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Senator Barkley from Coolidge to Depression

Senator Barkley from Coolidge to Depression

Chapter:
(p.125) 9 Senator Barkley from Coolidge to Depression
Source:
Alben Barkley
Author(s):
James K. Libbey
Publisher:
University Press of Kentucky
DOI:10.5810/kentucky/9780813167138.003.0009

Harding administration scandals and the president’s death did not prevent Coolidge from winning election as president in 1924 by a huge popular vote. Barkley characterized the new administration as a period of calm but of little accomplishment. The focus of his attention was on the economic depression suffered by his farmer constituents. Much congressional attention centered on the McNary-Haugen farm bill, which Coolidge vetoed twice. During the 1928 Democratic national convention, Barkley was a failed candidate for the vice presidential nomination. He seconded the presidential nomination of Al Smith and served as Smith’s campaign manager in Kentucky. Hoover won the White House. The new president signed the Agricultural Marketing Act into law, but it proved to be a failure largely because of the Great Depression. Barkley strongly opposed the Hoover-signed Hawley-Smoot Tariff. He correctly predicted that the high protective rates would shrink foreign markets for US products and thus expand rather than reduce the Depression.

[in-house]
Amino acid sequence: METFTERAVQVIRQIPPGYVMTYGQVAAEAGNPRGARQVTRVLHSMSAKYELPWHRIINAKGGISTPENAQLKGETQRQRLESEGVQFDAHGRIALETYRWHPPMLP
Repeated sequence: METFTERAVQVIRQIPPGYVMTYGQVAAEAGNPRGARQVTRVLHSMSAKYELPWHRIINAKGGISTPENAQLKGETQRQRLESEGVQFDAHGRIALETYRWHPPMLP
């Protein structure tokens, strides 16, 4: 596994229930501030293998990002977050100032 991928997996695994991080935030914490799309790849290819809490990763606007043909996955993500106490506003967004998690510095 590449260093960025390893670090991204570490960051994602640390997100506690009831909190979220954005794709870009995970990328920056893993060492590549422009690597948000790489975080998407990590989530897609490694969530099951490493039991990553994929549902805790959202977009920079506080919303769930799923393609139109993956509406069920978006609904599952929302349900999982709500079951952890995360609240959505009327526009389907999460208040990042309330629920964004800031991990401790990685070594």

Keywords:   Barkley and family, Warren G. Harding, J. Calvin Coolidge, McNary-Haugen farm bill, Alfred E. Smith, Herbert C. Hoover, Agricultural Marketing Act, Great Depression, Hawley-Smoot Tariff

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